Renowned winemaker Moet Hennessy said Monday that its champagne shipments to Russia were suspended after President Vladimir Putin signed a law on Friday saying the term “champagne” is allowed to be used only for “Russian champagne.”
“These provisions lead to a temporary suspension of deliveries of products to assess the impact of this new law,” Moet-Hennessy spokeswoman Anne Catherine Grimal said, according to state news agency RIA-Novosti.
Moet Hennessy is part of French luxury goods group LVMH and known for such brands as Moet & Chandon, Veuve Clicquot and Dom Perignon.For most aficionados, a sparkling wine can be called champagne only if it comes from the region of France with that name and is made under certain regulations.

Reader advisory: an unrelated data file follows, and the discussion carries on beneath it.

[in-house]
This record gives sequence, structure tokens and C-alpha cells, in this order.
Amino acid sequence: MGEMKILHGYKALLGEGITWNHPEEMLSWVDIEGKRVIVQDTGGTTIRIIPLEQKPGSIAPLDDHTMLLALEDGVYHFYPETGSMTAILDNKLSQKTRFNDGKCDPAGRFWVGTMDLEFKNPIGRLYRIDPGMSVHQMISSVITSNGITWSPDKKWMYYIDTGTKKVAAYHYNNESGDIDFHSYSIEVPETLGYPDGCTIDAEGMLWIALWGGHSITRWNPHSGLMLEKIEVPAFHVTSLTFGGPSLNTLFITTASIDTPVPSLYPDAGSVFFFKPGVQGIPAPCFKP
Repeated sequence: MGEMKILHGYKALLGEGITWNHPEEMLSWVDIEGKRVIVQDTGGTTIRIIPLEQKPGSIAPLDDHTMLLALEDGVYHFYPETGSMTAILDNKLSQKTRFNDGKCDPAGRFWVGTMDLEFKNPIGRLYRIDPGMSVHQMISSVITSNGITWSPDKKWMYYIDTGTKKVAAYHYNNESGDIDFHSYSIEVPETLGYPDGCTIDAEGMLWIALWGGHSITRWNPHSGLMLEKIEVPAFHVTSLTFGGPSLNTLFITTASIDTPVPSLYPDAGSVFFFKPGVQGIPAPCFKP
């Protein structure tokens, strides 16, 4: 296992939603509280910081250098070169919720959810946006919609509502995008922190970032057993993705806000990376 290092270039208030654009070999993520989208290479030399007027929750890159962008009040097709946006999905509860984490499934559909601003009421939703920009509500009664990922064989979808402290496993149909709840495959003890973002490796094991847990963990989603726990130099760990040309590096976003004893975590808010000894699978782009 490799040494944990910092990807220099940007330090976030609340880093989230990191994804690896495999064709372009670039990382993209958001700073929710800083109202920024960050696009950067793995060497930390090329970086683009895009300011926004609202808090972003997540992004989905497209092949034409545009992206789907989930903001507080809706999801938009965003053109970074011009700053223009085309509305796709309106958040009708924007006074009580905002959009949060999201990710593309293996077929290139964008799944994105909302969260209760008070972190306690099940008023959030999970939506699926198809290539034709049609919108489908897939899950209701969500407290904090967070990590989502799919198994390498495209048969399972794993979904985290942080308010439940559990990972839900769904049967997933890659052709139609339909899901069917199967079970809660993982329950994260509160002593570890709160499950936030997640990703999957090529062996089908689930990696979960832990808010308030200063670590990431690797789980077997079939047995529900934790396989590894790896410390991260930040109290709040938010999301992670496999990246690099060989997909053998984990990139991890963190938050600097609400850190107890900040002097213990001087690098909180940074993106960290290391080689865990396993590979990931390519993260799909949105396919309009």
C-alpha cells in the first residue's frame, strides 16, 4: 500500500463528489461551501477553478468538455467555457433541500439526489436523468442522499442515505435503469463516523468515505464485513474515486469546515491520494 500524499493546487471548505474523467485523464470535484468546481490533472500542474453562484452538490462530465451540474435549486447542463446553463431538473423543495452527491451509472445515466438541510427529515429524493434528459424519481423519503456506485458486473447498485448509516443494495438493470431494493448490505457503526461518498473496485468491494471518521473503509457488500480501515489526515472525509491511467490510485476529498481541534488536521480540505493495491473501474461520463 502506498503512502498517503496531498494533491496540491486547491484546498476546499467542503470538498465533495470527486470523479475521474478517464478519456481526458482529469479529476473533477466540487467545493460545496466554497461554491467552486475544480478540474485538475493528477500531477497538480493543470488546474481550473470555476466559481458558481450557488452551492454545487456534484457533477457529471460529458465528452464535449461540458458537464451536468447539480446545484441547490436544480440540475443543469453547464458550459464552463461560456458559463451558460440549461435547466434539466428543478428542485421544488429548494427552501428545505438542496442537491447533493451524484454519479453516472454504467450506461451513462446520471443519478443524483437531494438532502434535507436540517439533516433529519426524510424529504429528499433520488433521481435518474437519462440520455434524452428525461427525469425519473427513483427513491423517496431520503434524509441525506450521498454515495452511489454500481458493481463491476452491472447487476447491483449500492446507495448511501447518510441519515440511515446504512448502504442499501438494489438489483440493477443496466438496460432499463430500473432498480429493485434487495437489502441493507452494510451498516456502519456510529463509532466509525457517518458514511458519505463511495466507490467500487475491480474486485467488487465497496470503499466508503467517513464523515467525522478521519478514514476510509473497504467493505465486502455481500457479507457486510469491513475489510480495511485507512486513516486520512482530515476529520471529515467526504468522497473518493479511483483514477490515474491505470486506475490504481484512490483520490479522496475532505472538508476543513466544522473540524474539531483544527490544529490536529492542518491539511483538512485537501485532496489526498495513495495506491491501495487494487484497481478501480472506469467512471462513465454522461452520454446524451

Since Soviet times, champagne — “shampanskoye” in Russian — has been used as a generic term for a wide range of sparkling wines, some of which contradict champagne’s luxury image by selling for as little as 150 rubles ($2) a bottle.
The law has sparked controversy: Even the head of one of Russia’s major winemakers thinks the law goes too far.
“For me, there is no doubt that real champagne comes from the Champagne region in France,” Pavel Titov, president of Abrau-Dyurso, told RIA-Novosti. “It is very important to protect Russian wines in our market and provide them with comprehensive patronage. But the legislative measures taken must be reasonable and not contradict common sense.”